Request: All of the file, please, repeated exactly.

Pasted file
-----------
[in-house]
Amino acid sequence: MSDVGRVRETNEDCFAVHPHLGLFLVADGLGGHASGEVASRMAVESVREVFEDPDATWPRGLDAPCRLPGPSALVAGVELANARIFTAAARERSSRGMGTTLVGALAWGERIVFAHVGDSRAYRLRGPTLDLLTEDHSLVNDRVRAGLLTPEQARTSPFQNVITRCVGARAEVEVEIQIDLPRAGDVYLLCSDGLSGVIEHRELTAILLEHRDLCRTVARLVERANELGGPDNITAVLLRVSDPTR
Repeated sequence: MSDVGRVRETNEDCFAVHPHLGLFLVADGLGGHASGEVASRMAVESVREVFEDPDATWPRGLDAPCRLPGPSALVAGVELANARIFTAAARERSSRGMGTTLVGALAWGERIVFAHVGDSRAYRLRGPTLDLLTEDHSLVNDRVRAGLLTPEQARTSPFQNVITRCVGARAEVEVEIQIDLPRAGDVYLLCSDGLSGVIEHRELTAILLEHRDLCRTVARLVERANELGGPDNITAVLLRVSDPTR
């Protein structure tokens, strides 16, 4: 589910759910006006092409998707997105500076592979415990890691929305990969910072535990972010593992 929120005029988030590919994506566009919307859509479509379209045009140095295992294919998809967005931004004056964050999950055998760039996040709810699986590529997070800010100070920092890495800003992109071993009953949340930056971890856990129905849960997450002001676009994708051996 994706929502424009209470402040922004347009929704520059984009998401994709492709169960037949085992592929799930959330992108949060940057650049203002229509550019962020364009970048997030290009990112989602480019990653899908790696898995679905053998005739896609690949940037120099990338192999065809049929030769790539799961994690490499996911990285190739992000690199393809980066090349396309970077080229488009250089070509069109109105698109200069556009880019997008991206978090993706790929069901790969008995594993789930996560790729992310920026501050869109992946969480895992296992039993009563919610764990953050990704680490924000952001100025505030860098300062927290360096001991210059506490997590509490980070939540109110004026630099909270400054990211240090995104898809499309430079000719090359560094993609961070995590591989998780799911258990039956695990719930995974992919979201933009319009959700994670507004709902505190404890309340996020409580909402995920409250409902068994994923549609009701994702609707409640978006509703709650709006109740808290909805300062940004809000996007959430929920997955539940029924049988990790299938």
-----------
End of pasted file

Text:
[in-house]
Amino acid sequence: MSDVGRVRETNEDCFAVHPHLGLFLVADGLGGHASGEVASRMAVESVREVFEDPDATWPRGLDAPCRLPGPSALVAGVELANARIFTAAARERSSRGMGTTLVGALAWGERIVFAHVGDSRAYRLRGPTLDLLTEDHSLVNDRVRAGLLTPEQARTSPFQNVITRCVGARAEVEVEIQIDLPRAGDVYLLCSDGLSGVIEHRELTAILLEHRDLCRTVARLVERANELGGPDNITAVLLRVSDPTR
Repeated sequence: MSDVGRVRETNEDCFAVHPHLGLFLVADGLGGHASGEVASRMAVESVREVFEDPDATWPRGLDAPCRLPGPSALVAGVELANARIFTAAARERSSRGMGTTLVGALAWGERIVFAHVGDSRAYRLRGPTLDLLTEDHSLVNDRVRAGLLTPEQARTSPFQNVITRCVGARAEVEVEIQIDLPRAGDVYLLCSDGLSGVIEHRELTAILLEHRDLCRTVARLVERANELGGPDNITAVLLRVSDPTR
């Protein structure tokens, strides 16, 4: 589910759910006006092409998707997105500076592979415990890691929305990969910072535990972010593992 929120005029988030590919994506566009919307859509479509379209045009140095295992294919998809967005931004004056964050999950055998760039996040709810699986590529997070800010100070920092890495800003992109071993009953949340930056971890856990129905849960997450002001676009994708051996 994706929502424009209470402040922004347009929704520059984009998401994709492709169960037949085992592929799930959330992108949060940057650049203002229509550019962020364009970048997030290009990112989602480019990653899908790696898995679905053998005739896609690949940037120099990338192999065809049929030769790539799961994690490499996911990285190739992000690199393809980066090349396309970077080229488009250089070509069109109105698109200069556009880019997008991206978090993706790929069901790969008995594993789930996560790729992310920026501050869109992946969480895992296992039993009563919610764990953050990704680490924000952001100025505030860098300062927290360096001991210059506490997590509490980070939540109110004026630099909270400054990211240090995104898809499309430079000719090359560094993609961070995590591989998780799911258990039956695990719930995974992919979201933009319009959700994670507004709902505190404890309340996020409580909402995920409250409902068994994923549609009701994702609707409640978006509703709650709006109740808290909805300062940004809000996007959430929920997955539940029924049988990790299938």